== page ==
Thankfully, I read Demetria Lucas' new book, A Belle in Brooklyn, after we met for drinks last week at Dirty Martini in downtown D.C. Otherwise, instead of having a normal tête-à-tête con tequila, we would have had an entire conversation that consisted solely of me prodding her with questions: "So, whatever happened to 'Greg'? Who's 'Nathan'? Can I beat up 'Dakar'? What did your dad say about pages 15, 183 and 249?"
At that point Lucas would be forced to be "on." But because we met up before I devoured her memoir-relationship manual, I was able to restrain myself.
Try as we might, in the age of Twitter and 24-hour personal stock tickers, the line between TMI and "tell me more" is often confusing for fans.
The same thing happens to me whenever I'm standing within a mile of my book. On Monday a young lady who'd read it stuck her hand out, congratulated me and then hit me with the same line I get from my grandmother, aunties and married cousins: "So, are you still single?"
The easiest answer to that is to flash my currently vacant ring finger. "Well, I'm not married," I tell her with a smile on my face, as hers begins to droop. She expected more from me.
Giving up too much information is like sharpening knives and handing them over to strangers in an alley. You turn your back, and who knows what might happen. Maybe they'll build you a bonfire, or maybe a funeral pyre. Lauryn Hill, the bard of my generation, found out as much in the decade since her debut album, The Miseducation of Lauryn Hill.
In songs like "Ex-Factor," "Nothing Even Matters" and "Doo Wop (That Thing)," a 23-year-old Lauryn preached to (and about) a generation of women who were previously invisible to mainstream America. Then she all but vanished, leaving a zealous fan base that still calls her "Lauryn" like they know her. She bolstered and buoyed by breaking down her life, so it's no surprise that many have clung to every morsel of her for dear life.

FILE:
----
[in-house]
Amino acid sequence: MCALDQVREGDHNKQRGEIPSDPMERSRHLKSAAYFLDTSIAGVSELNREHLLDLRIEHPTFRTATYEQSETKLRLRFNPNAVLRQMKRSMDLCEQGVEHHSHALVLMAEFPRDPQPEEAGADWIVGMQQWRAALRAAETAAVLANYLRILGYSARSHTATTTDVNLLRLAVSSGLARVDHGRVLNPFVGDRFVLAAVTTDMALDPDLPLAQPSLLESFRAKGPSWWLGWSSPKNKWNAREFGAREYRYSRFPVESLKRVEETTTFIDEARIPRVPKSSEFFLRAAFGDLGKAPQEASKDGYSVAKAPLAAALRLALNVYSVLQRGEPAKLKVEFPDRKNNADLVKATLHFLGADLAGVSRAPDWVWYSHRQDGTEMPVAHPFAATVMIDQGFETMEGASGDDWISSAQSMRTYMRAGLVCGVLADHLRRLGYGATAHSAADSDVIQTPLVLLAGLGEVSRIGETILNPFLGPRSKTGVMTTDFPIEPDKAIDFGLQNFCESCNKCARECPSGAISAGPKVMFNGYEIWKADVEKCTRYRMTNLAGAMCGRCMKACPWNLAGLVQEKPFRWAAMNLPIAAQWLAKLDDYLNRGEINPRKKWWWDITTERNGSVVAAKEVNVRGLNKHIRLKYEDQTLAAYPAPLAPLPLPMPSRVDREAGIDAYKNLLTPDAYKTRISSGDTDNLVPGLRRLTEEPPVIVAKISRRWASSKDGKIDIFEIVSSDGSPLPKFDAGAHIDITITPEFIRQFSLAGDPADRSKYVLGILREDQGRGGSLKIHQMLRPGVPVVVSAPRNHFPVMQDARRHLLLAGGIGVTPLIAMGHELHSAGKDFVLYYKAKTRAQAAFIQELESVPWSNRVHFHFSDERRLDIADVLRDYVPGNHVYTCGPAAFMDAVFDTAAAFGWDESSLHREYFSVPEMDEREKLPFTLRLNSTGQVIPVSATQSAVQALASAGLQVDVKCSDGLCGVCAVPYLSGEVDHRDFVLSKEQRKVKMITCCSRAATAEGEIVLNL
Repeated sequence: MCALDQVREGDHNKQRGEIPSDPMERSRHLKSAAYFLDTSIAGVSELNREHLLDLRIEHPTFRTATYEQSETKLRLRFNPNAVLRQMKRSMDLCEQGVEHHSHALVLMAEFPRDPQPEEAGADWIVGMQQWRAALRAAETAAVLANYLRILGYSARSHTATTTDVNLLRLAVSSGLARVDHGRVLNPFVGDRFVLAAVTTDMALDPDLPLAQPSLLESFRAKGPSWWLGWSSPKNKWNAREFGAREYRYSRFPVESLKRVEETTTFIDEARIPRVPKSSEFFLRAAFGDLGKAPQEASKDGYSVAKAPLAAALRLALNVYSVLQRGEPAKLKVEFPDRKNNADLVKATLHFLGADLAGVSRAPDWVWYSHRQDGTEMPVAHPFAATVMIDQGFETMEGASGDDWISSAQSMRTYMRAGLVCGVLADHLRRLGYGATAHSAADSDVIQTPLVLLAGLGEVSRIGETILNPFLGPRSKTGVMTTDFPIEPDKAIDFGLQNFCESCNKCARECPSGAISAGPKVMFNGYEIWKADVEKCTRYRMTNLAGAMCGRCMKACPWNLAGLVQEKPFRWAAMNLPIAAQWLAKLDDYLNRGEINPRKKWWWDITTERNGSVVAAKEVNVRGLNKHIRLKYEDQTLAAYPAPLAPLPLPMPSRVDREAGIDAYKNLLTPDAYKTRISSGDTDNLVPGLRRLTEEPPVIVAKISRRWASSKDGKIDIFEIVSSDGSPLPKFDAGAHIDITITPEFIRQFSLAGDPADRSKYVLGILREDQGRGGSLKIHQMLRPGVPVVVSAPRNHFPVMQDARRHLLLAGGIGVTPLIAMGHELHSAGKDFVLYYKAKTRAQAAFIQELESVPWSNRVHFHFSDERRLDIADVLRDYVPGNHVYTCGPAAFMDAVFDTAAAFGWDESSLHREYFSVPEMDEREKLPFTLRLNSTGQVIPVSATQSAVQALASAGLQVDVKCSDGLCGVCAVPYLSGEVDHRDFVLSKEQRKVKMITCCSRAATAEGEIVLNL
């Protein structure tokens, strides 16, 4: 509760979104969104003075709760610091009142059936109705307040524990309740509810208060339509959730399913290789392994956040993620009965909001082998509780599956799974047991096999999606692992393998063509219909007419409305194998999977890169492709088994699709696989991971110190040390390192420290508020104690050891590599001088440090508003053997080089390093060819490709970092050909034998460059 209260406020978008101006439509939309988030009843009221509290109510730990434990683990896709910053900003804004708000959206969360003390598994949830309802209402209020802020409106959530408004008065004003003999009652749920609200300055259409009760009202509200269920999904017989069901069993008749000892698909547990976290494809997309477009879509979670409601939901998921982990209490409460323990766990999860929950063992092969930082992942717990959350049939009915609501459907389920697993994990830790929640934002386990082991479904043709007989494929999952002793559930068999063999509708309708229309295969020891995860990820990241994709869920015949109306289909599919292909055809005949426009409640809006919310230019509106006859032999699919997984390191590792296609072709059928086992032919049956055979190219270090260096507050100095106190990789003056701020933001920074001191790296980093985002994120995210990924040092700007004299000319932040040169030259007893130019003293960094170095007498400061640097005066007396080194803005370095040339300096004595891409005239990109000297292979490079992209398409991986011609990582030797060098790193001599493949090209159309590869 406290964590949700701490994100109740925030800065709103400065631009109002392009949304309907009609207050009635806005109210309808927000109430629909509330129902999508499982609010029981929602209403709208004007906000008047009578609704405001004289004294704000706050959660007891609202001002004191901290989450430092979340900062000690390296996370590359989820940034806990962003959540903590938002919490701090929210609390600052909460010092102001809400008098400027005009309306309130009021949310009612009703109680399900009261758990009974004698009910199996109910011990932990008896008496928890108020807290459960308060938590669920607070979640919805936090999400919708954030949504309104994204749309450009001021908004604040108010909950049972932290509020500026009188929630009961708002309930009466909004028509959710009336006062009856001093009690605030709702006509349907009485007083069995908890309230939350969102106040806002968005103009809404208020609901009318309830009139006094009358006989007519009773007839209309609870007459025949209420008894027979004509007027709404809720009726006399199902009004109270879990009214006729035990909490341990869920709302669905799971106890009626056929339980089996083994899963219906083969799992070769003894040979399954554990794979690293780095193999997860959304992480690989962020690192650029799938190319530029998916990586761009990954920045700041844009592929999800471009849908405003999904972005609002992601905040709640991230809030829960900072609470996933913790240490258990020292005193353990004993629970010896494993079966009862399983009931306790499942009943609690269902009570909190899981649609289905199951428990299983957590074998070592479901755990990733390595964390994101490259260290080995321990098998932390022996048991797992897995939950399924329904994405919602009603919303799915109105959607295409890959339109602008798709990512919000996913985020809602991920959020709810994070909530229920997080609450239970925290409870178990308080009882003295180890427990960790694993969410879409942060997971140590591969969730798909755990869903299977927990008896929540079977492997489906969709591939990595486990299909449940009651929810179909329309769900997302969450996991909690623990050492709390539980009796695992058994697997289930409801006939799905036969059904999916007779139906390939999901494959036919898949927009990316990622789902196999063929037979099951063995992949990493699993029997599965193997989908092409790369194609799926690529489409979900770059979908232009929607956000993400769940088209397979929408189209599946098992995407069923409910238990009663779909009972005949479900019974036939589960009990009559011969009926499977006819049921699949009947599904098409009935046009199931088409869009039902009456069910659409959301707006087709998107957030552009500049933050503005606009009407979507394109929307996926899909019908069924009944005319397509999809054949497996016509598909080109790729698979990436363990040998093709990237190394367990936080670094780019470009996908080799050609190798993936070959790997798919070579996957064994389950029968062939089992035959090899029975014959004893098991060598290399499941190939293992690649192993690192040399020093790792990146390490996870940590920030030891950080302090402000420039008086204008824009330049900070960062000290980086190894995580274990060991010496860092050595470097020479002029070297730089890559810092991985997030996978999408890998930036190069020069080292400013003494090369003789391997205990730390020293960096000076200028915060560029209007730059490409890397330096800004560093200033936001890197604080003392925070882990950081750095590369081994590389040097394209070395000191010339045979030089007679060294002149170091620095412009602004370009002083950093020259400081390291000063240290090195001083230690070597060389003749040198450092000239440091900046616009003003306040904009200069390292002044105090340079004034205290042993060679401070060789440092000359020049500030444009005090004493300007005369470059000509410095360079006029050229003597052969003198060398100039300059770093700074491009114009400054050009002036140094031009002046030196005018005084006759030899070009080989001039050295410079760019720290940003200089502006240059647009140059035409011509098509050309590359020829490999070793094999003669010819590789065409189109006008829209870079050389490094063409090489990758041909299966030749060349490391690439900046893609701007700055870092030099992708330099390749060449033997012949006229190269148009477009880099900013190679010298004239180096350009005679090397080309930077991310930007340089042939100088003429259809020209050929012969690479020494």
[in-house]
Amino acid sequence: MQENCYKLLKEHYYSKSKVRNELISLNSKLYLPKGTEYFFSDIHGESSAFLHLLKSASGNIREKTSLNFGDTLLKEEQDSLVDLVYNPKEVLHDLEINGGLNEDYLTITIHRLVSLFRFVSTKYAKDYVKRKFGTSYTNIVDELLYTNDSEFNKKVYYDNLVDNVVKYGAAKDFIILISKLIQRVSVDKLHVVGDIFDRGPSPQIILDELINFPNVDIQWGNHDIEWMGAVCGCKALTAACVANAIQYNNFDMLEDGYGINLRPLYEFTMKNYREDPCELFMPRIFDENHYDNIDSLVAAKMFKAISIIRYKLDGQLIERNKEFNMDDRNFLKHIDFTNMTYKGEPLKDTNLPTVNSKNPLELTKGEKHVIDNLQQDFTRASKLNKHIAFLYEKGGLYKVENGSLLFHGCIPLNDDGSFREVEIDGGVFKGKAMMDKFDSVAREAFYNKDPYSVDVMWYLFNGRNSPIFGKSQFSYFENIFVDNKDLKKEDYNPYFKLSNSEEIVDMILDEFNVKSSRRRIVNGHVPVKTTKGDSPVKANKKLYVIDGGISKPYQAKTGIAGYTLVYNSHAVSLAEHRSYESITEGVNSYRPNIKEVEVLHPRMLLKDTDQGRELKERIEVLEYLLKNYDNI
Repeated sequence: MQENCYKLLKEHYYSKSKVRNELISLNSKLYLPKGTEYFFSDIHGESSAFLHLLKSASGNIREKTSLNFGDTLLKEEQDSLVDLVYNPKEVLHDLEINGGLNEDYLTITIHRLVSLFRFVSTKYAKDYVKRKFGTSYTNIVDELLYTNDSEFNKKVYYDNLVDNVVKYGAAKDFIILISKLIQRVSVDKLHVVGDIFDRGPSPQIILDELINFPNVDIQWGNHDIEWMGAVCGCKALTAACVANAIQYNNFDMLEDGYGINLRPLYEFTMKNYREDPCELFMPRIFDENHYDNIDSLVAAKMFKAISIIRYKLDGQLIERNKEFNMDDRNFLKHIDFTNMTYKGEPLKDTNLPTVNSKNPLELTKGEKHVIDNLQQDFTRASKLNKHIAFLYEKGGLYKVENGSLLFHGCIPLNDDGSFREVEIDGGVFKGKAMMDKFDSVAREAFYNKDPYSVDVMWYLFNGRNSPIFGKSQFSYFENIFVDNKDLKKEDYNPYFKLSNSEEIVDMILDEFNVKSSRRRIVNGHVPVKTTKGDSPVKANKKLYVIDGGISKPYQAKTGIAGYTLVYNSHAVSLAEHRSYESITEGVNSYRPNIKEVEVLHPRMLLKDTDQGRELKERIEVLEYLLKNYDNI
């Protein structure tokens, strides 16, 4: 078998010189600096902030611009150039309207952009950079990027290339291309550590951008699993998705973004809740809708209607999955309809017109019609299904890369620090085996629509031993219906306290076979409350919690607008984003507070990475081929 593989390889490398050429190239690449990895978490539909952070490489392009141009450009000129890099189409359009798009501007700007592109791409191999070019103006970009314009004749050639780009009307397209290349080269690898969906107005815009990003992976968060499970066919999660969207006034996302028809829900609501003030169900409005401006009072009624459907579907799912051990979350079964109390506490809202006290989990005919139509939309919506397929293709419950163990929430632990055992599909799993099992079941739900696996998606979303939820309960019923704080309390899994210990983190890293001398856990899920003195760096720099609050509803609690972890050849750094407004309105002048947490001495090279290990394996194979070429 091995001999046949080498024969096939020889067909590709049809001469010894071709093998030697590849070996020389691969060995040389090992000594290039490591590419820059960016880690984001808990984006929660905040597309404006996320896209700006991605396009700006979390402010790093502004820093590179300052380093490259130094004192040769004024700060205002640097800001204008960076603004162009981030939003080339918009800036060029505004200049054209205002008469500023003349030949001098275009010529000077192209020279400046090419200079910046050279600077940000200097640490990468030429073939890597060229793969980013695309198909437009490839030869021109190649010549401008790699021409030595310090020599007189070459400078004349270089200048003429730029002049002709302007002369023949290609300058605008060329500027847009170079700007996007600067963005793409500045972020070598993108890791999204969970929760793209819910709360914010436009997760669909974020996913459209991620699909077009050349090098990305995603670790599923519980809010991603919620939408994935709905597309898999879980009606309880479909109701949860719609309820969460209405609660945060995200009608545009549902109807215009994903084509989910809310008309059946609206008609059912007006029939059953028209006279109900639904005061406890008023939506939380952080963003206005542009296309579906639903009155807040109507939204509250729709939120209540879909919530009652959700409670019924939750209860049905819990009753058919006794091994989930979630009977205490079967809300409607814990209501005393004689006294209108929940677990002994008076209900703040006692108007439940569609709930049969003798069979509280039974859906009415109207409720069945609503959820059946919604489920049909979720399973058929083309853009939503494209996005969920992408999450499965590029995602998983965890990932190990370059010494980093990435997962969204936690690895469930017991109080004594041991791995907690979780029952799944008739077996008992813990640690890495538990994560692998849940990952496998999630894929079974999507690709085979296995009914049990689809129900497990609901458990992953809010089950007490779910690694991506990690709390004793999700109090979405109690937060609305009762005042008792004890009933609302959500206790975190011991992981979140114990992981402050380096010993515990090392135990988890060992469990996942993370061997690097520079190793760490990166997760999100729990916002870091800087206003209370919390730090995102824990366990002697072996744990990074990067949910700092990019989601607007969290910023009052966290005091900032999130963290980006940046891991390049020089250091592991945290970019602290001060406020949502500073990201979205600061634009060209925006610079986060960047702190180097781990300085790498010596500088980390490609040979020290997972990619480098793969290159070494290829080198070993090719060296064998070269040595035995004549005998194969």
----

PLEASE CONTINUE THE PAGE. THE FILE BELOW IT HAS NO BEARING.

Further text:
The most recent Hill-related flotation device has been the birth of her sixth child, whose paternity has been in question. Wait, that's not right. "In question" would imply that Ms. Hill was herself unsure about who her child's father is, and that I doubt.
Her child's paternity was simply kept private, so the Internet went aflame when Rohan Marley, the father of Hill's five older children, announced via Twitter that he was not the father of her newest son. This week, Hill confirmed Marley's "claim" — as some folks call it — by taking to Twitter herself.
"Mr. Marley and I have a long and complex history about which MANY inaccuracies have been reported since the beginning," she wrote. "To speculate without the facts can only cause people to form WRONG conclusions. We both value privacy and for that reason defend and preserve our right to it. Contrary to the numerous reports, Mr. Marley did not abandon me while pregnant with his child. We have had long periods of separation over the years but our 5 children together remain a joy to both of us."
Hill hasn't written any songs about Marley that we know of. She has yet to rhyme the ups and downs of their many years together for folks to feast upon, never getting their fill. For some, Hill's right to privacy is a tough pill to swallow because her success was directly related to her raw vocal vulnerability. We love(d) her precisely because we assumed that we knew her.
In the introduction of her book, Lucas writes, "I hope you can learn as much by reading about my trials and triumphs as I did by living and growing through them." I believe that's exactly what Hill was hoping for 12 years ago. Really, that's what anyone who mines her or his life for a living hopes for: that people will listen and learn and eventually grow. I'm still going to ask Lucas about "Greg," though. I've got to know what happened! But I'm not going to assume that I know what should.